%define d [ebp+8]
%define dHI [ebp+8]
%define dLO [ebp+10]
%define s [ebp+12]

floatdiv:

prolog:
        push ebp
        mov  ebp, esp
        push esi
start:

        mov eax, [ebp+12]
        push eax
        pop dx
        pop ax
epilog:
        pop esi
        pop ebp
        ret

Any conclusions??



Thu, 07 Jul 2005 01:49:21 GMT  
 Moving data between registers

 > Any conclusions??

Yeah, my C sucks. But lemme try it...

Quote:
> float *floatdiv (float *d, float *s); //asm function declaration

Okay, we've got a function that takes two "pointer to float" and returns
"pointer to float"....

Quote:
>         printf("result = %X\n", *(long int*)floatdiv(d, s));

So we call it with pointers to float, and cast the return to "pointer to
long int" - is that going to work?

Quote:
> And the NASM code is here:

> section .text
> global floatdiv
> %define d [ebp+8]
> %define dHI [ebp+8]
> %define dLO [ebp+10]
> %define s [ebp+12]

> floatdiv:

> prolog:
>         push ebp
>         mov  ebp, esp
>         push esi
> start:

>         mov eax, [ebp+12]

This gets us the pointer to float. Wouldn't you need to do:

mov eax, [eax]

or something equivalent?

Quote:
>         push eax
>         pop dx
>         pop ax

I'm assuming you want the two halves of the float here, not its address?

Quote:
> epilog:
>         pop esi

Since you haven't got any local variables, and you balance your pushes
and pops, this should be okay, but I think we usually do:

     mov esp, ebp

Quote:
>         pop ebp
>         ret

... and we return what's in eax - which *was* a pointer to float, before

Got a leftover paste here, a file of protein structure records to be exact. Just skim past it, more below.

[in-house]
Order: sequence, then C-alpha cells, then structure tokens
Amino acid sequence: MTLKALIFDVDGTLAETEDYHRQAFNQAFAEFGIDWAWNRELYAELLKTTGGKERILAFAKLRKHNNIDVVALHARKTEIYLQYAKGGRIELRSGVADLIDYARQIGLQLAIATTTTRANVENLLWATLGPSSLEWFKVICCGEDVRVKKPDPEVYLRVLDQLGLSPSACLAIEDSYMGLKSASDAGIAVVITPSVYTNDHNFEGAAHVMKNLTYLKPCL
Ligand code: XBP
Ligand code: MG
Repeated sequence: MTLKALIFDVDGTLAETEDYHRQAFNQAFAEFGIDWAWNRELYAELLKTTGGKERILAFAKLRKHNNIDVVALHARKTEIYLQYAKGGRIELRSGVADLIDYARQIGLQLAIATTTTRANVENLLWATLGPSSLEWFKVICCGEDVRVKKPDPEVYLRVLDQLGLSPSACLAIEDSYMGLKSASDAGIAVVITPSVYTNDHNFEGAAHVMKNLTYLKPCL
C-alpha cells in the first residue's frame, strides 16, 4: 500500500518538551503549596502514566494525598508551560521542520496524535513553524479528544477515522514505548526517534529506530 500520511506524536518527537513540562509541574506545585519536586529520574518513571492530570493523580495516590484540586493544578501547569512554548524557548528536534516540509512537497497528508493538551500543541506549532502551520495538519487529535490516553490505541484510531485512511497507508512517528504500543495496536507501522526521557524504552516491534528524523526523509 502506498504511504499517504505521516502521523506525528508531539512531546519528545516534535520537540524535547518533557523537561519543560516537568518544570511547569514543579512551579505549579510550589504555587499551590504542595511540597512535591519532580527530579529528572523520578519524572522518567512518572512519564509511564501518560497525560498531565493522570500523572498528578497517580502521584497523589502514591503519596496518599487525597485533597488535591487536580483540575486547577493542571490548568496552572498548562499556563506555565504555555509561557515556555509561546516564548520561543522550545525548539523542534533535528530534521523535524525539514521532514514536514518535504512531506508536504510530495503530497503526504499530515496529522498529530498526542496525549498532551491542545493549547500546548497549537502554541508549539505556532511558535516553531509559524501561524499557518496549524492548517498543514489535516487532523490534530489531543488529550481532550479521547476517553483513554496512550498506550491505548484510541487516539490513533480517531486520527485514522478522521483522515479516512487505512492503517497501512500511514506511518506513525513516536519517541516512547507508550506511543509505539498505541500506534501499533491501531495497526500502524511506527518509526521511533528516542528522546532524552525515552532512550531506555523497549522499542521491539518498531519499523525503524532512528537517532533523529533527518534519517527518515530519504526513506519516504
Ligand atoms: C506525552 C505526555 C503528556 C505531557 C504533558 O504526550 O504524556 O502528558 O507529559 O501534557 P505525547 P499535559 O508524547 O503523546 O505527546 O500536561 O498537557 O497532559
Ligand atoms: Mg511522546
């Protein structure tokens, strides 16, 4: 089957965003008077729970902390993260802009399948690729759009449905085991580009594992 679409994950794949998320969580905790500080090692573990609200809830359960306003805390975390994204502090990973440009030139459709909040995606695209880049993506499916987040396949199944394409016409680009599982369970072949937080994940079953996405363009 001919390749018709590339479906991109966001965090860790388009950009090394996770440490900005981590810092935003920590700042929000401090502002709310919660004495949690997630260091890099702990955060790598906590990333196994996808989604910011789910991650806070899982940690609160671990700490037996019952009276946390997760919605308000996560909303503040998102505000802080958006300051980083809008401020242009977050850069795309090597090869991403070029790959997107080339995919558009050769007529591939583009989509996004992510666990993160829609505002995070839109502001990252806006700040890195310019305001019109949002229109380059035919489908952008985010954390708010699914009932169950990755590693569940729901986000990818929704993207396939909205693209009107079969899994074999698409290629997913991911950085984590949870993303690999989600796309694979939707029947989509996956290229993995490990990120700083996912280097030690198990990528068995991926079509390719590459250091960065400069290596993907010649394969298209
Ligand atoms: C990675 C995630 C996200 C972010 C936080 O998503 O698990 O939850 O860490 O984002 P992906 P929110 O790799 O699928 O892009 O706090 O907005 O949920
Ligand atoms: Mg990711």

I screwed it up - better use another register there, I guess. (maybe
"push dword [eax]"/"pop dx"/"pop ax"... no, that'd still{*filter*}up eax...
maybe "mov esi, [ebp + 12]"/"mov eax, [esi]"... and "mov eax, esi" just
before "pop esi"... or... what *is* this supposed to return?)

I dunno, I can see it might return "garbage", but I don't see why it's
seg-faulting. I haven't tried it, obviously. Maybe I'll have to. For
elf, it looks like (no underscore)... I dunno!

Later,
Frank



Thu, 07 Jul 2005 04:16:40 GMT  
 Moving data between registers

Quote:

> I haven't tried it, obviously. Maybe I'll have to.

Well... I was getting segfaults even with the C file cut down to no asm
at all! I *think* the problem was that you allocated some pointers to
float, but didn't allocate anyplace for them to point to(?). (Betov's
right, C really is awful :)  Anyway, I did this:

// gcc -o pawel pawel.c pawel.o

#include <stdio.h>
#include <stdlib.h>

float *floatdiv (float *d, float *s); //asm function declaration

int main(int argc, char *argv[]) {
         float *d;
         float *s;

        float f1;
        float f2;

         int liczba;

        d = &f1;
        s = &f2;

         *d=atof(argv[1]);
         *s=atof(argv[2]);
         liczba =13;

         printf("d = %f\n", *d);
         printf("s = %f\n", *s);

         printf("result = %X\n", *(long int*)floatdiv(d, s));

         return 0;

Quote:
};

It was still seg-faulting when the asm was back in - I think the problem
was that we trashed eax as a pointer, and returned it anyway. I did this:

; nasm -f elf pawel.asm

section .text
global floatdiv
%define d [ebp+8]
%define dHI [ebp+8]
%define dLO [ebp+10]
%define s [ebp+12]

floatdiv:

prolog:
         push ebp
         mov  ebp, esp